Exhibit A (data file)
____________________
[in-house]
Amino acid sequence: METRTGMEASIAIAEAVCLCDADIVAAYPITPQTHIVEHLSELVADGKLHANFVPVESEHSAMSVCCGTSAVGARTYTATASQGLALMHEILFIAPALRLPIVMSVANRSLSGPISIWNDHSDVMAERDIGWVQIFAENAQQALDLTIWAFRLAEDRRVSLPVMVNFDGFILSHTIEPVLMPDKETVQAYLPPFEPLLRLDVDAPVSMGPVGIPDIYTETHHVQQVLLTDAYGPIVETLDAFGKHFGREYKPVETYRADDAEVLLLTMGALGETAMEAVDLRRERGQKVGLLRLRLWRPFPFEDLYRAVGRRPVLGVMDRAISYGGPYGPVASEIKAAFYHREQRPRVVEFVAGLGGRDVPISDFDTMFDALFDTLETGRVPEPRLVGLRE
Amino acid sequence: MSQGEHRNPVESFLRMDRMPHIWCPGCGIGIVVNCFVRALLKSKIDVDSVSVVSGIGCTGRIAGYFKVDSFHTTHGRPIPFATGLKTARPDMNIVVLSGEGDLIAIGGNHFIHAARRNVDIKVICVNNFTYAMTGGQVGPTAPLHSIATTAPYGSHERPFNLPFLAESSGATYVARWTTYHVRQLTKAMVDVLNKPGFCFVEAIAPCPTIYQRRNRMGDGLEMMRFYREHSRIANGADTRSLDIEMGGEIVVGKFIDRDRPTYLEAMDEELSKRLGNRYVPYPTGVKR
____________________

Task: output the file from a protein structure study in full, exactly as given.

[in-house]
Amino acid sequence: METRTGMEASIAIAEAVCLCDADIVAAYPITPQTHIVEHLSELVADGKLHANFVPVESEHSAMSVCCGTSAVGARTYTATASQGLALMHEILFIAPALRLPIVMSVANRSLSGPISIWNDHSDVMAERDIGWVQIFAENAQQALDLTIWAFRLAEDRRVSLPVMVNFDGFILSHTIEPVLMPDKETVQAYLPPFEPLLRLDVDAPVSMGPVGIPDIYTETHHVQQVLLTDAYGPIVETLDAFGKHFGREYKPVETYRADDAEVLLLTMGALGETAMEAVDLRRERGQKVGLLRLRLWRPFPFEDLYRAVGRRPVLGVMDRAISYGGPYGPVASEIKAAFYHREQRPRVVEFVAGLGGRDVPISDFDTMFDALFDTLETGRVPEPRLVGLRE
Amino acid sequence: MSQGEHRNPVESFLRMDRMPHIWCPGCGIGIVVNCFVRALLKSKIDVDSVSVVSGIGCTGRIAGYFKVDSFHTTHGRPIPFATGLKTARPDMNIVVLSGEGDLIAIGGNHFIHAARRNVDIKVICVNNFTYAMTGGQVGPTAPLHSIATTAPYGSHERPFNLPFLAESSGATYVARWTTYHVRQLTKAMVDVLNKPGFCFVEAIAPCPTIYQRRNRMGDGLEMMRFYREHSRIANGADTRSLDIEMGGEIVVGKFIDRDRPTYLEAMDEELSKRLGNRYVPYPTGVKR